Clostridium perfringens
Clostridium perfringens colonies producing double
hemolysis on sheep blood agar
C. perfringens cells. Gram staining.
C. perfringens curd formed and disrupted by intense
gas production (left)
Cultural characteristics
Biochemical characters
Phylum Firmicutes, Class Clostridia, Order Clostridiales, Family Clostridiaceae, Genus Clostridium, Cluster I (Clostridium sensu
Clostridium perfringens (Veillon and Zuber 1898) Hauduroy, Ehringer, Urbain, Guillot and Magrou 1937.
Clostridium perfringens has been divided into five types (A, B, C, D, and E) on the basis of production of major lethal toxins. Type A
produces alpha toxin; type B produces alpha, beta, and epsilon toxins; type C produces alpha and beta toxins; type D alpha and
epsilon toxins; type E produces alpha and iota toxins.
Historical synonyms: B
acillus perfringens Veillon and Zuber 1898, Bacterium welchii Migula 1900.
Gram-positive straight rods, 0.6-2.4 x 1.3-19.0 µm, occuring singly or in pairs in PYG
(peptone yeast extract containing glucose) broth cultures. Nonmotile. Spores are oval,
large, central/subterminal, swelling the cell; spores are rarely seen in vivo or in the
usual in vitro conditions. Approximately three-quarters of strains possess a capsule
that is composed largely of polysaccharides.
Surface colonies on blood agar plates are 2-5 mm in diameter, dome-shaped,
translucent with a glossy surface, gray to grayish yellow.  Colonies in agar are
usually lenticular. The type of hemolysis present depends on both the species of
blood andthe type of
Clostridium perfringens being examined; the three types of
hemolysins that may be produced in varying quantities are designated alpha, delta,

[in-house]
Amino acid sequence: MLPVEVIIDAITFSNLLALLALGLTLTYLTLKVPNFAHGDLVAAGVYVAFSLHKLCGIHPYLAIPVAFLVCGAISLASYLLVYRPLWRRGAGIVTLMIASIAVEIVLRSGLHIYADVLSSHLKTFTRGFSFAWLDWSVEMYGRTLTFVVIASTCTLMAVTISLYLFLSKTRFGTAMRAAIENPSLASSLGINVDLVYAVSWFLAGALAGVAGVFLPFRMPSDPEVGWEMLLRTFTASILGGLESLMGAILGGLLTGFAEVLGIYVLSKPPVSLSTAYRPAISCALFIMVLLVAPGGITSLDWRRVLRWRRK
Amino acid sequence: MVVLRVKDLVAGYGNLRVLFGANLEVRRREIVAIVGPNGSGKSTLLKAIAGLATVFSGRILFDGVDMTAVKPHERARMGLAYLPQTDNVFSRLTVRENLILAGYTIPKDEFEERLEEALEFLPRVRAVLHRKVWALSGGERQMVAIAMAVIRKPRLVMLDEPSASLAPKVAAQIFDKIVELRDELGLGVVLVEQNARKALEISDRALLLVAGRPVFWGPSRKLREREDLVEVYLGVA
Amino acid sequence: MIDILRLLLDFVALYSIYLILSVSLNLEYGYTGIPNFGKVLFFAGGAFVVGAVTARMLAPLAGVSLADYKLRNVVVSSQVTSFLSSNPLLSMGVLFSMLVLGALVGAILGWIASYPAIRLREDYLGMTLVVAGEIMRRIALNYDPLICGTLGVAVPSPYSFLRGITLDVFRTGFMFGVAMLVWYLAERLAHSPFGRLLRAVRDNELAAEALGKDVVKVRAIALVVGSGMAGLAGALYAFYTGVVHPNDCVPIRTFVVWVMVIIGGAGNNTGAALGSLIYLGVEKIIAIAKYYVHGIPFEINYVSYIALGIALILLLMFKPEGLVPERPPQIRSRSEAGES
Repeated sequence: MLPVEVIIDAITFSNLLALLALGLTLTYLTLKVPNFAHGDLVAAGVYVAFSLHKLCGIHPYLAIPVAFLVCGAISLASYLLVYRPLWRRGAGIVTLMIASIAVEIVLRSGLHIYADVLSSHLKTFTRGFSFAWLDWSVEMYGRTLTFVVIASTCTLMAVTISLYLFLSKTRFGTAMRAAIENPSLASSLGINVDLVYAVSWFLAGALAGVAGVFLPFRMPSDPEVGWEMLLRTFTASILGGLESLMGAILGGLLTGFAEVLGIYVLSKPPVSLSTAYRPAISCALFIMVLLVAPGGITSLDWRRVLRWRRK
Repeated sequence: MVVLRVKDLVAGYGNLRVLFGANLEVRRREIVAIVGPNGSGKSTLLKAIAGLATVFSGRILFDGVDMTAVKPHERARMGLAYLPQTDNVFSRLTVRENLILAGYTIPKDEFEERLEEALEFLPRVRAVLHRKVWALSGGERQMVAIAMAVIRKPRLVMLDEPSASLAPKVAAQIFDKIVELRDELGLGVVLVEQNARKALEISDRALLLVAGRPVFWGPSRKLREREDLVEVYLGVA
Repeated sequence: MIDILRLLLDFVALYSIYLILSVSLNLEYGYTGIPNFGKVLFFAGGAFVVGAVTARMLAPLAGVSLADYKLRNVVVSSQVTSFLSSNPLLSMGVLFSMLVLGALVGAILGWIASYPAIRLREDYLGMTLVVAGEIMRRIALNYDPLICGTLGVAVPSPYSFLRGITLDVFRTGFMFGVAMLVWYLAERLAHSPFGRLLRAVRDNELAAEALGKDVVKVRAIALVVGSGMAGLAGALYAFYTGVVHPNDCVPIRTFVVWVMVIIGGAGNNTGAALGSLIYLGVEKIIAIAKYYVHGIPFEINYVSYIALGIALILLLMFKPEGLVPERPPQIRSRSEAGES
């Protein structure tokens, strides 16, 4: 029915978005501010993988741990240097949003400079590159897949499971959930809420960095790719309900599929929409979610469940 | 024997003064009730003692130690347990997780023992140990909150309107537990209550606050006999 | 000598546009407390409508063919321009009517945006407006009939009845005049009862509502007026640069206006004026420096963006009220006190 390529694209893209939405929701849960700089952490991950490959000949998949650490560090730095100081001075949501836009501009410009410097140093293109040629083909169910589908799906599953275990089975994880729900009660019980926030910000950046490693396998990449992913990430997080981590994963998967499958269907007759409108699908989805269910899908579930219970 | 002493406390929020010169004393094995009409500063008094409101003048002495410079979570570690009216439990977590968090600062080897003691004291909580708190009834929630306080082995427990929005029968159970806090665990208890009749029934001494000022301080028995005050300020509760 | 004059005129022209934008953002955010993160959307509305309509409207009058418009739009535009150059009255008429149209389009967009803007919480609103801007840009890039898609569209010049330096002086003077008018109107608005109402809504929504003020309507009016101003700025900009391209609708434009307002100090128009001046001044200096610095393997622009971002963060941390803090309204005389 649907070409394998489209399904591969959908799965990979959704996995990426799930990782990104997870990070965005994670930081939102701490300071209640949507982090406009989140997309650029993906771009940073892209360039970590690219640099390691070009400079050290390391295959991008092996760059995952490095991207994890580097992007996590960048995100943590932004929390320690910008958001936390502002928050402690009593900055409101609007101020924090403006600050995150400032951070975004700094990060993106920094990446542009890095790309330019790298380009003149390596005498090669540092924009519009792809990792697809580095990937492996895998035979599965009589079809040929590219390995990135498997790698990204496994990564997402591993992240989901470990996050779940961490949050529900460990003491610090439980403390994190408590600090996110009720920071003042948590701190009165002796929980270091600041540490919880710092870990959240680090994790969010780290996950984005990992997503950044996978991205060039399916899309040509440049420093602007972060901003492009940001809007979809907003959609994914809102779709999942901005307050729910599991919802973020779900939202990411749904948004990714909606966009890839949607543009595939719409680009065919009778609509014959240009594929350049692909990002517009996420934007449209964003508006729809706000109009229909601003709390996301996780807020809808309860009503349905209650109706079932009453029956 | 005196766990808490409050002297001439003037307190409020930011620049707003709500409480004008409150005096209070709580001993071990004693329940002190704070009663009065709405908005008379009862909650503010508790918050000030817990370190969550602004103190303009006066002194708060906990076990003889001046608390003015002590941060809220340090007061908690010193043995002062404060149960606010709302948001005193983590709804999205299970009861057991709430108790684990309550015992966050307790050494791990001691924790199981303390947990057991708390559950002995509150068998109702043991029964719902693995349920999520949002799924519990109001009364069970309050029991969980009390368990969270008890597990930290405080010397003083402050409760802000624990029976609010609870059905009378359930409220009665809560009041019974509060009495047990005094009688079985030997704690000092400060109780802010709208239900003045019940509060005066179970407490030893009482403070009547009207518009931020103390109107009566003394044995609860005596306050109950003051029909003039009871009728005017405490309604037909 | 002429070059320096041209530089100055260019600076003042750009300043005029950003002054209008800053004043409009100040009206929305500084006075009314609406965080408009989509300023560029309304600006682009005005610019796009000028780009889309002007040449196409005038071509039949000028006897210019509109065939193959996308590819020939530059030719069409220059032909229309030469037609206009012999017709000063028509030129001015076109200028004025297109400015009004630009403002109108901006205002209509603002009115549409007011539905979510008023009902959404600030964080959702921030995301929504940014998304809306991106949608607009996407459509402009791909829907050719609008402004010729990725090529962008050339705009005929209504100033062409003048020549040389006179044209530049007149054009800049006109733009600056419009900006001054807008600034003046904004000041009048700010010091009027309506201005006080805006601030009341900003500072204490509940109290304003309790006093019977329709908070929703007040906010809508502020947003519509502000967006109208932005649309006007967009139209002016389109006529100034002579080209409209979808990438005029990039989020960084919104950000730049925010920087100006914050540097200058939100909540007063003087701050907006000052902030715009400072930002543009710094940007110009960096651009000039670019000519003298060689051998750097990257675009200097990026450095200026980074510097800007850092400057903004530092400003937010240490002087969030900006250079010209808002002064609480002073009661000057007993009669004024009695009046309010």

and theta.
On rabbit, sheep, cow, horse, or human blood, most strains produce a narrow zone
of complete hemolysis due to the theta toxin and a surrounding zone of incomplete
hemolysis due to the alpha toxin. Some type B and C strains may produce a very
wide zone of haemolysis on sheep or cow blood due to delta toxin.
Moderate growth in nutrient broth; rapid growth in broth with fermentable
carbohydrate. Cultures in PYG broth are turbid with a smooth sediment and have a
pH of 4.8–5.6 after 1 week incubation. Abundant gas is produced in PYG deep agar
Growth is inhibited by 6.5% NaCl but not by 20% bile. Grows at: 20-50 ºC, optimum
at 37-45 ºC. Optimum growth at pH 5.5-8.0.
Isolated from soil, marine sediments, wounds, feces, clothing, raw milk, cheese,
semipreserved meat products, intestinal contents of animals. This species is more
widely spread in nature than any other pathogenic microorganism. Humans and
animals frequently carry
Clostridium perfringens as part of the normal endogenous
Most strains are susceptible to bacteriocins produced by enterococci.
Some soil isolates of
Clostridium perfringens produce inhibitors that are active
against some or all of
Clostridium botulinum types A, B, E, and F. Clostridium
also produces bacteriocins that are active against
other strains of
Clostridium perfringens. Bacteriocin production and resistance to
bacteriocin is related to the presence of a plasmid.
Most beta-lactams, particularly penicillin G, are quite active against
C. perfringens.
Aminoglycosides are inactive against
C. perfringens. Plasmid-mediated resistance